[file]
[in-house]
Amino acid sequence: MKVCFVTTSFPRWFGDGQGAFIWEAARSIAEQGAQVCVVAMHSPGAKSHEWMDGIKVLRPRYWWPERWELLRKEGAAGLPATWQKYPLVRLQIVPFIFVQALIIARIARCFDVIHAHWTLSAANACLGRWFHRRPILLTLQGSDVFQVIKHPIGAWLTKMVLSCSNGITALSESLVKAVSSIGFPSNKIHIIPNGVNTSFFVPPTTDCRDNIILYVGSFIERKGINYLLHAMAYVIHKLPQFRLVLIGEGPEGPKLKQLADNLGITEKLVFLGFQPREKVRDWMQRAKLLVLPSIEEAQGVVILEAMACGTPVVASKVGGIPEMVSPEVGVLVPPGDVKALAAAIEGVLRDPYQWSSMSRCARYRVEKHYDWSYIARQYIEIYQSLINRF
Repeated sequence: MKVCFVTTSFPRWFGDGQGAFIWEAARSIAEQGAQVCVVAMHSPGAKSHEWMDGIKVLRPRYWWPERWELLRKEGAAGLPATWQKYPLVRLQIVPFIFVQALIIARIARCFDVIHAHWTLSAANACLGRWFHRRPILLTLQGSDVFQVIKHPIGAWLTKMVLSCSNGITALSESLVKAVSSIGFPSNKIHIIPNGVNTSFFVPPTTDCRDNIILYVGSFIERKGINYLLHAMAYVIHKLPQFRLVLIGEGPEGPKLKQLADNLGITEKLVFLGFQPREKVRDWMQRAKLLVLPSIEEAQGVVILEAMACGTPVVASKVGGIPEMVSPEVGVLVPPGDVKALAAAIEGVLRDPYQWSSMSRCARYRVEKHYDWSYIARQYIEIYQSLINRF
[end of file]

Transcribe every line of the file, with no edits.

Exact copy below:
[in-house]
Amino acid sequence: MKVCFVTTSFPRWFGDGQGAFIWEAARSIAEQGAQVCVVAMHSPGAKSHEWMDGIKVLRPRYWWPERWELLRKEGAAGLPATWQKYPLVRLQIVPFIFVQALIIARIARCFDVIHAHWTLSAANACLGRWFHRRPILLTLQGSDVFQVIKHPIGAWLTKMVLSCSNGITALSESLVKAVSSIGFPSNKIHIIPNGVNTSFFVPPTTDCRDNIILYVGSFIERKGINYLLHAMAYVIHKLPQFRLVLIGEGPEGPKLKQLADNLGITEKLVFLGFQPREKVRDWMQRAKLLVLPSIEEAQGVVILEAMACGTPVVASKVGGIPEMVSPEVGVLVPPGDVKALAAAIEGVLRDPYQWSSMSRCARYRVEKHYDWSYIARQYIEIYQSLINRF
Repeated sequence: MKVCFVTTSFPRWFGDGQGAFIWEAARSIAEQGAQVCVVAMHSPGAKSHEWMDGIKVLRPRYWWPERWELLRKEGAAGLPATWQKYPLVRLQIVPFIFVQALIIARIARCFDVIHAHWTLSAANACLGRWFHRRPILLTLQGSDVFQVIKHPIGAWLTKMVLSCSNGITALSESLVKAVSSIGFPSNKIHIIPNGVNTSFFVPPTTDCRDNIILYVGSFIERKGINYLLHAMAYVIHKLPQFRLVLIGEGPEGPKLKQLADNLGITEKLVFLGFQPREKVRDWMQRAKLLVLPSIEEAQGVVILEAMACGTPVVASKVGGIPEMVSPEVGVLVPPGDVKALAAAIEGVLRDPYQWSSMSRCARYRVEKHYDWSYIARQYIEIYQSLINRF